Voyage to the Moon: Performer Perspectives with Jeremy Kleeman (2)

Jeremy Kleeman in rehearsals for Voyage to the Moon
Jeremy Kleeman in rehearsal for Voyage to the Moon

Performer perspective by Jeremy Kleeman; introductory text by VttM researcher Joe Browning.

In his second blog post about Voyage to the Moon, Jeremy Kleeman, who plays the Magus in the opera, describes his experiences in the latest phase of the production process: the staging rehearsals.

In many ways, this phase is about transforming texts – namely the libretto and score – into a performance. At first the focus is on shaping the sounds, gestures and movements within the stage space, and ultimately it means creating a full production, including props, lighting and costumes. Yet, as Jeremy explains, this movement from ‘score’ to ‘show’ is not one-way: the process of staging and rehearsing prompts new questions about the libretto and music – for a whole host of reasons from clarity to expressiveness to practicality – and small amendments are then fed back into the original texts, which re-inflect the staging, and so on.

Such fluidity is one focus of the CHE research surrounding this opera, which aims to investigate how the Voyage creative team reinvents baroque practices and re-imagines Baroque emotional worlds for contemporary audiences. As ongoing observation of the Voyage rehearsals is demonstrating, this imaginative work extends across all dimensions of the production, from the broad arc of the story to details of the soundworld and costumes. From the beginning, though, the flexibility of words and music inherent in the pasticcio form has been one of the major challenges for the creative team, and a distinctive feature of the process behind this production.

Responding to such challenges requires a supportive and open atmosphere; this is where the sentimental world evoked in an operatic production intersects with the emotional world of the rehearsal process. And so Jeremy’s account also highlights some of the interpersonal dynamics of the rehearsal room. Much of his emphasis is on fun, both in terms of good-humoured relationships between cast members and the process by which difficult music becomes familiar and pleasurable to sing. As he suggests, feeling able to experiment without fear is also crucial for letting performers test out different gestural vocabularies and musical interpretations. By cultivating this atmosphere, and spending many hours together, the creative team together forge a variety of relationships: the communication between director and cast; the responsive interactions between singers and instrumentalists; the bonds or tensions between imaginary characters; and the (still to come, but always in mind) connections between performers and audiences. Documenting the emergence of these relationships, both professional and dramatic, is one important route into understanding the production as a social and cultural, as well as an artistic, endeavour.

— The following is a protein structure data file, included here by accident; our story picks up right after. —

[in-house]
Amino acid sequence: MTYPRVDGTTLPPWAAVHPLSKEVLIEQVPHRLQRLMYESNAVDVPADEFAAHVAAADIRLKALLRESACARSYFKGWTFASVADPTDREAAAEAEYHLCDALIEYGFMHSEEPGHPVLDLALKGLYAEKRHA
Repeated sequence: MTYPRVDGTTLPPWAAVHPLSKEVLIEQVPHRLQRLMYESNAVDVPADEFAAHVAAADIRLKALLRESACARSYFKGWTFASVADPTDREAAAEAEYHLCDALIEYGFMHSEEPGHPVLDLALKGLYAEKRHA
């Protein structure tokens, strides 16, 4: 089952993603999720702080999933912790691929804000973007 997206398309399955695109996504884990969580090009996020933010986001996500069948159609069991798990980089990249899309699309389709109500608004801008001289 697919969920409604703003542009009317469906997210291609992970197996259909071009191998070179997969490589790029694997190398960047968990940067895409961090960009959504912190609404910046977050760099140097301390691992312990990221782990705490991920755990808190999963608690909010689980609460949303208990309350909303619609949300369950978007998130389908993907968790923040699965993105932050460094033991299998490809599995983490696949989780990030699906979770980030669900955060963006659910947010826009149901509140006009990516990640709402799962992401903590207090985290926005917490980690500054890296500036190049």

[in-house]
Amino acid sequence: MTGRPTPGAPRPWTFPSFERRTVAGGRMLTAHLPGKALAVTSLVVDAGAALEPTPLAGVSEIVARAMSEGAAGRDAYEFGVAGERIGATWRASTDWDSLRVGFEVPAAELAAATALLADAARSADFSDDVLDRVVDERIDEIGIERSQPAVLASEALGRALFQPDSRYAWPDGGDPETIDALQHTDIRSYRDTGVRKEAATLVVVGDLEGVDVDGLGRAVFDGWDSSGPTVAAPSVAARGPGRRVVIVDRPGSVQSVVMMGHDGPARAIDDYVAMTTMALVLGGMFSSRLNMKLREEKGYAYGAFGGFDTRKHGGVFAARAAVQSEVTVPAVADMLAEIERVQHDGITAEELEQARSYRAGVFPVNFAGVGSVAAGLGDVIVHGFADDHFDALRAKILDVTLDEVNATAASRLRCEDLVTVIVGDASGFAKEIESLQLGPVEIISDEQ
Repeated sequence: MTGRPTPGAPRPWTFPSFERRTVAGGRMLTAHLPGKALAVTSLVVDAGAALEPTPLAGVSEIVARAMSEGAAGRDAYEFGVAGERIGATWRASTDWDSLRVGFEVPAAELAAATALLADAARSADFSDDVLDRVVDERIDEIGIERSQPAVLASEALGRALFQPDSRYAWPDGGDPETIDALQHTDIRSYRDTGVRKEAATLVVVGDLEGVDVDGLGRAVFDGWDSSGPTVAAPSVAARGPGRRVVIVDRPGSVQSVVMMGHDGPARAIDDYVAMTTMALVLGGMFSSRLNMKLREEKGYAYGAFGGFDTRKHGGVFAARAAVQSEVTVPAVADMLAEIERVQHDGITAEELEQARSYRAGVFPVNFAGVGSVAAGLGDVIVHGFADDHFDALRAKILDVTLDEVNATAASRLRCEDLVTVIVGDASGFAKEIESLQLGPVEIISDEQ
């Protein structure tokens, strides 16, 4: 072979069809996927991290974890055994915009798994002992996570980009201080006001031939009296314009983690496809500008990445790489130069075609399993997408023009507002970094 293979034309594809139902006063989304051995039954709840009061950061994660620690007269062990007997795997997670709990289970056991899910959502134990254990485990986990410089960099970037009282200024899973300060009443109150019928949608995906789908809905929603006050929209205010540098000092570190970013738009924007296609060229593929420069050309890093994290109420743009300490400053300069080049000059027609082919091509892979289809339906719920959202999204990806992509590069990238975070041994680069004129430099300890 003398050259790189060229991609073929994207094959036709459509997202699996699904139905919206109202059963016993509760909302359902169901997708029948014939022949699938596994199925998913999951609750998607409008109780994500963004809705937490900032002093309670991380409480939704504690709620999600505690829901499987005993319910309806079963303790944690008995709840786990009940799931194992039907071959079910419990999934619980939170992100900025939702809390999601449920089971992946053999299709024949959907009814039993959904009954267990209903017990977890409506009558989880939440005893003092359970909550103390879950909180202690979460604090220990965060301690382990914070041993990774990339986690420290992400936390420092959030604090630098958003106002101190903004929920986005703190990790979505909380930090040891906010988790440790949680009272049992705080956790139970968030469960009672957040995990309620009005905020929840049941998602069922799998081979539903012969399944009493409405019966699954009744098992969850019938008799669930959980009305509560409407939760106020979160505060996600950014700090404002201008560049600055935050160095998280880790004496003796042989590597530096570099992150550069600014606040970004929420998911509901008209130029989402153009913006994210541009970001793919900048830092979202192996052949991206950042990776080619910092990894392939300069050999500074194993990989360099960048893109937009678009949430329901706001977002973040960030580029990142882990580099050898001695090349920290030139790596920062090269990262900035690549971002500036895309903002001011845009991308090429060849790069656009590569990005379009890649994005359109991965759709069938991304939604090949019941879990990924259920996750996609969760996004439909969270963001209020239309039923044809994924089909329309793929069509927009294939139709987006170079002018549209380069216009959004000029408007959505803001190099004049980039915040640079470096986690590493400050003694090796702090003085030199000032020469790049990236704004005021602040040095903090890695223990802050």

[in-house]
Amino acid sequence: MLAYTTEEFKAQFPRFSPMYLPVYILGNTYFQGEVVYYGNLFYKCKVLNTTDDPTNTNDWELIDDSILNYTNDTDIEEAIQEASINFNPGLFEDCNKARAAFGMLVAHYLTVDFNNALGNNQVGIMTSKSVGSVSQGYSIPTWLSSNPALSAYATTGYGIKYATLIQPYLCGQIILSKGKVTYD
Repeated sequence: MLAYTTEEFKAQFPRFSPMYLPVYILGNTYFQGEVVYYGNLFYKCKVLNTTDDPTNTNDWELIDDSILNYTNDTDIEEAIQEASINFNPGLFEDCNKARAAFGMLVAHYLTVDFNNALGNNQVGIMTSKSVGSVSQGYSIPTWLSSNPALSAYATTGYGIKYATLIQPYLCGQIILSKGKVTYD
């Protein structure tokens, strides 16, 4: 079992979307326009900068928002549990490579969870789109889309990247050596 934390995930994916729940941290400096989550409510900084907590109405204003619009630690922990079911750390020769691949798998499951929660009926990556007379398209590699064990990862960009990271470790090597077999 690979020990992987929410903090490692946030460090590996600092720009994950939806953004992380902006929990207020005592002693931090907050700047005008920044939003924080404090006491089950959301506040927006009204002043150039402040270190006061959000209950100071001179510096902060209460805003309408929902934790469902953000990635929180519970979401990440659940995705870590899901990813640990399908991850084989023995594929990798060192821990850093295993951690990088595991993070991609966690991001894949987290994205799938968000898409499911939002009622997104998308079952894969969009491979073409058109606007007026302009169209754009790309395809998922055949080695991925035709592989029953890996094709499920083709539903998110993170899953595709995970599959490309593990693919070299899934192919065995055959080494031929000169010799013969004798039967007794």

For those who read my last blog entry – I don’t have a crossword puzzle for you this time, but I can assure you that the word conundrums haven’t stopped in the rehearsal room! On the day I wrote this it was decided that one particular word was occurring a bit pre-emptively in the narrative, so we put on our thinking caps and slightly re-jigged the text in my second aria. This sort of tweaking has been happening quite regularly over the past couple of weeks, and it’s certainly kept all of our eyes on the ball. As you might imagine, it can be challenging to change a line when you have been drilling it in a certain way for weeks!

Of course late changes aren’t uncommon in new works – Mozart apparently composed the overture to Don Giovanni on the day of its première! But being involved in a new opera is certainly not the norm these days. I had a look at the statistics taken from 2009/10 to 2013/14 on http://www.operabase.com, and calculated that roughly one in every 62 opera productions is a world première. In contrast, Victorian Opera has on average presented a world première once every season since launching in 2006, about one in five! I am so proud of the company’s commitment to regularly producing new Australian work. I believe it is very important for the ongoing relevance of the art form in this country, and more often than not I find it very entertaining.